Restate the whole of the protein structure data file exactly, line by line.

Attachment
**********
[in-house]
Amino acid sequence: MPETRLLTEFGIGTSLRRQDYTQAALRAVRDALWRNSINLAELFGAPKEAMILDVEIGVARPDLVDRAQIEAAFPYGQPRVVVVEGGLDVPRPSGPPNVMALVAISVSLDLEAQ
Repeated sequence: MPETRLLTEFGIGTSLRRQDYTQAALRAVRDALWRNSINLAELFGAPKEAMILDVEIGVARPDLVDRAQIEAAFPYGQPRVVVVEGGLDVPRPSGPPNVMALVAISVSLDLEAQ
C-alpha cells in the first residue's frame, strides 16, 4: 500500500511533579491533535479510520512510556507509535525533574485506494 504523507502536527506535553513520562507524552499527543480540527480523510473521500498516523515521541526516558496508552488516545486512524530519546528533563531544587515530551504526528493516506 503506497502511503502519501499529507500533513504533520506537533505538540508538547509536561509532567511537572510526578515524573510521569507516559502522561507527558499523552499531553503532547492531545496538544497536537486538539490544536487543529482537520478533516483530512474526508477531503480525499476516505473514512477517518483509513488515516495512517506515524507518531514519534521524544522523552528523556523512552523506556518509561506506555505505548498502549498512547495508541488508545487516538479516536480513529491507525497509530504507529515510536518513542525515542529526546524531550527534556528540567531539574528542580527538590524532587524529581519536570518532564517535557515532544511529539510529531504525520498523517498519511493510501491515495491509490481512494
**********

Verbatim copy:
[in-house]
Amino acid sequence: MPETRLLTEFGIGTSLRRQDYTQAALRAVRDALWRNSINLAELFGAPKEAMILDVEIGVARPDLVDRAQIEAAFPYGQPRVVVVEGGLDVPRPSGPPNVMALVAISVSLDLEAQ
Repeated sequence: MPETRLLTEFGIGTSLRRQDYTQAALRAVRDALWRNSINLAELFGAPKEAMILDVEIGVARPDLVDRAQIEAAFPYGQPRVVVVEGGLDVPRPSGPPNVMALVAISVSLDLEAQ
C-alpha cells in the first residue's frame, strides 16, 4: 500500500511533579491533535479510520512510556507509535525533574485506494 504523507502536527506535553513520562507524552499527543480540527480523510473521500498516523515521541526516558496508552488516545486512524530519546528533563531544587515530551504526528493516506 503506497502511503502519501499529507500533513504533520506537533505538540508538547509536561509532567511537572510526578515524573510521569507516559502522561507527558499523552499531553503532547492531545496538544497536537486538539490544536487543529482537520478533516483530512474526508477531503480525499476516505473514512477517518483509513488515516495512517506515524507518531514519534521524544522523552528523556523512552523506556518509561506506555505505548498502549498512547495508541488508545487516538479516536480513529491507525497509530504507529515510536518513542525515542529526546524531550527534556528540567531539574528542580527538590524532587524529581519536570518532564517535557515532544511529539510529531504525520498523517498519511493510501491515495491509490481512494